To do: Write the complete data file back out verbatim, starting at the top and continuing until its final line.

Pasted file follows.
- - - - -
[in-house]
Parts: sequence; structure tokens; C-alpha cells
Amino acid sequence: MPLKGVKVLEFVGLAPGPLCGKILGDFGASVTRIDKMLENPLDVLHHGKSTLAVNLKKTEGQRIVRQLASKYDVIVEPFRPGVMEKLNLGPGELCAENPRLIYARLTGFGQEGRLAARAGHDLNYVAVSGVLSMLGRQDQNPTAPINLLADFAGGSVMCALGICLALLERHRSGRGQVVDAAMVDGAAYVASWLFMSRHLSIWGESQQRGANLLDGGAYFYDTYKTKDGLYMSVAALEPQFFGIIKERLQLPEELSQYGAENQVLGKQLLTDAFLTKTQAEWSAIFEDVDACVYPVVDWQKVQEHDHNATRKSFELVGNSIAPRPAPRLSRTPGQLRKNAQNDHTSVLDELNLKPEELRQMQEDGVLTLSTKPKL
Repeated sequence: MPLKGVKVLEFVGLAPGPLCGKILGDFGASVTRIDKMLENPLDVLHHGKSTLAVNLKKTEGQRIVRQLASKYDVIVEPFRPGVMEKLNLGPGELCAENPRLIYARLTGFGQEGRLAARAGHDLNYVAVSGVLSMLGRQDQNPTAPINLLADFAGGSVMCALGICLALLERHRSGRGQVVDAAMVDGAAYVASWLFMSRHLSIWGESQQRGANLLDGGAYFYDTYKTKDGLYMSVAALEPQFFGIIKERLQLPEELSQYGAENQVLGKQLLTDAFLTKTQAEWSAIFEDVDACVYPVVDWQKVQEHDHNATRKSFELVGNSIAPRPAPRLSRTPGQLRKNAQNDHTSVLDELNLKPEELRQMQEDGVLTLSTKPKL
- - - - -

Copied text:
[in-house]
Parts: sequence; structure tokens; C-alpha cells
Amino acid sequence: MPLKGVKVLEFVGLAPGPLCGKILGDFGASVTRIDKMLENPLDVLHHGKSTLAVNLKKTEGQRIVRQLASKYDVIVEPFRPGVMEKLNLGPGELCAENPRLIYARLTGFGQEGRLAARAGHDLNYVAVSGVLSMLGRQDQNPTAPINLLADFAGGSVMCALGICLALLERHRSGRGQVVDAAMVDGAAYVASWLFMSRHLSIWGESQQRGANLLDGGAYFYDTYKTKDGLYMSVAALEPQFFGIIKERLQLPEELSQYGAENQVLGKQLLTDAFLTKTQAEWSAIFEDVDACVYPVVDWQKVQEHDHNATRKSFELVGNSIAPRPAPRLSRTPGQLRKNAQNDHTSVLDELNLKPEELRQMQEDGVLTLSTKPKL
Repeated sequence: MPLKGVKVLEFVGLAPGPLCGKILGDFGASVTRIDKMLENPLDVLHHGKSTLAVNLKKTEGQRIVRQLASKYDVIVEPFRPGVMEKLNLGPGELCAENPRLIYARLTGFGQEGRLAARAGHDLNYVAVSGVLSMLGRQDQNPTAPINLLADFAGGSVMCALGICLALLERHRSGRGQVVDAAMVDGAAYVASWLFMSRHLSIWGESQQRGANLLDGGAYFYDTYKTKDGLYMSVAALEPQFFGIIKERLQLPEELSQYGAENQVLGKQLLTDAFLTKTQAEWSAIFEDVDACVYPVVDWQKVQEHDHNATRKSFELVGNSIAPRPAPRLSRTPGQLRKNAQNDHTSVLDELNLKPEELRQMQEDGVLTLSTKPKL